Each week, we post short interviews with interesting people about their thoughts and feelings on women and drinking. There is such a wide array of perspectives about this topic, and we are excited to gain insight into as many as possible and to share them with you.
Drinking Diaries: How do you approach alcohol in your every day life?
Kate Bolick: Dinner doesn’t feel like dinner without two glasses of wine. But I don’t have dinner every night. Each week I forget to eat at least twice, and I always reserve one night for me, a book, and a bowl of cereal (shredded wheat, usually), which doesn’t really count as dinner, thank God, as wine and cereal sounds revolting.
Have you ever had a phase in your life when you drank more or less?
Though my friends started drinking in high school, I held out (I was afraid of it, basically), but rather than simply not drink and just quietly do my own non-drinking thing, I was all flouncy about it, and convinced my friend Jana, a fellow non-drinker, to be Vice President of my Clean Liver Club (I was President, naturally). We made business cards with a line drawing of a clean liver—an amorphous blob with a slight resemblance to South America, which happens to be what a liver sort of looks like. We were the only members. My high-mindedness didn’t last through college, and then it completely evaporated after my mother died in my early 20s and I couldn’t cope with my grief. I still wasn’t a very experienced drinker at that point, so my bingeing entailed a lot of going off the rails, though this is what I was seeking, obviously.
What’s your drink of choice? Why?
So I love wine with dinner. I love the taste, the ritual, the endless variety, the multiplicity of labels, how there’s no limit on what there is to learn, and that I have a lifetime to figure out what I like and don’t like. (These days Sancerre is my favorite white. Though I like all reds except Chianti, I particularly like the really expensive reds that I’m occasionally served by generous hosts and could never afford on my own. It’s as if red is divided into two categories: the fabulously evocative elixirs of the very rich, and the perfectly good stuff for the rest of us.)
For just sitting around with a friend at a bar, or at cocktail parties, nothing beats vodka—vodka and soda water with lime, or on very rare occasions a vodka gimlet, or vodka in some fancy old-timey new-Brooklyn concoction with those artisanal ice cubes that look like mini-icebergs. I swear that vodka makes me the happiest, and doesn’t give me a hangover. But nothing transports me like the smell of sherry. I loved my grandmother, and I loved her habit of quietly relishing a little glass of sherry in the evening. It was so delicate and civilized, and sometimes she’d let me have a sip, so the taste took on this wonderfully nostalgic resonance. The day I turned 21, I drove to a liquor store and bought my own bottle.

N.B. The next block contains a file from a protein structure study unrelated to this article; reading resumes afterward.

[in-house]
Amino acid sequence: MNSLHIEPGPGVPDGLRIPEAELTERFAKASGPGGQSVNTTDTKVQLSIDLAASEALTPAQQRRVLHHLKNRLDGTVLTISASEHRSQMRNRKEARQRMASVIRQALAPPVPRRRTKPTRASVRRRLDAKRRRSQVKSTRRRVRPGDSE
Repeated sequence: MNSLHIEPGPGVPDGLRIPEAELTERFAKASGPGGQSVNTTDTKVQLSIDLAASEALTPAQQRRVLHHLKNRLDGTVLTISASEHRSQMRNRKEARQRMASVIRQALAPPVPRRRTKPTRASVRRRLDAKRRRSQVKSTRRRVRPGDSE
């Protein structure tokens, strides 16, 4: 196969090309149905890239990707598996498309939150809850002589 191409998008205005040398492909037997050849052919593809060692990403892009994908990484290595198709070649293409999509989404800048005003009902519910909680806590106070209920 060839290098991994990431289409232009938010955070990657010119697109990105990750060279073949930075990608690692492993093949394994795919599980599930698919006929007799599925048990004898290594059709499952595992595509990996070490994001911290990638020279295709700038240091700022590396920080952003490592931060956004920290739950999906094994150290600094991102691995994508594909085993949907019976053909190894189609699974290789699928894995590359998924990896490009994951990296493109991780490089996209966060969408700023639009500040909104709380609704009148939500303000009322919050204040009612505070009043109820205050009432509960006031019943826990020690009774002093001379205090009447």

Can you tell us about the best time you ever had drinking?
So many! I am such a happy drunk. But once a dashing Italian served me a tiny chilled glass of laurel liquor made from his garden, and I felt very charmed and sophisticated.
What about the worst time?
Oh, dear—too many to recount. I just started typing out a real ringer, about the time in my early 20s that I went to a Halloween party dressed as a movie star from outer space and hit a very bad end by 9:30pm, but it was too painful to see it committed to print. Even more embarrassing is my Christmas party two years back, both for being so recent and so stupid. All day I madly baked piles of sugar cookies, completely forgot to eat, and at 9:30pm (my witching hour, it seems), looked down to see a glass of eggnog in one hand and a glass of red wine in the other, and knew it was all downhill from there.
Has drinking ever affected—either negatively or positively—a relationship of yours?
Not particularly. But I do find it interesting that there are those friends I love drinking with, and those friends I simply don’t drink with, for no reason other than, well, we just don’t. Once I was involved with a non-drinking pot-smoker, and I admit it bummed me out that we couldn’t drink together.
What do you like most about drinking?
That there are so many ways to drink: Sitting on the sofa with a dear old friend catching up over a lovely bottle (this was my last night, actually); getting soused and heedless at a party; bringing a six pack to the beach. I don’t get drunk too often these days, but when it does happen I love that hinge moment of going from perfectly relaxed to this other, more loose, sort of endless space.
How has alcoholism affected your life?
Mostly, I feel very fortunate to not struggle with alcoholism myself.
If you could be any drink, what would it be? Why?
Okay, what I probably am is a clean and bubbly vodka and soda water. But I wish I were something mysterious, like absinthe, or a snifter of Old Pogue being savored by a bourbon enthusiast.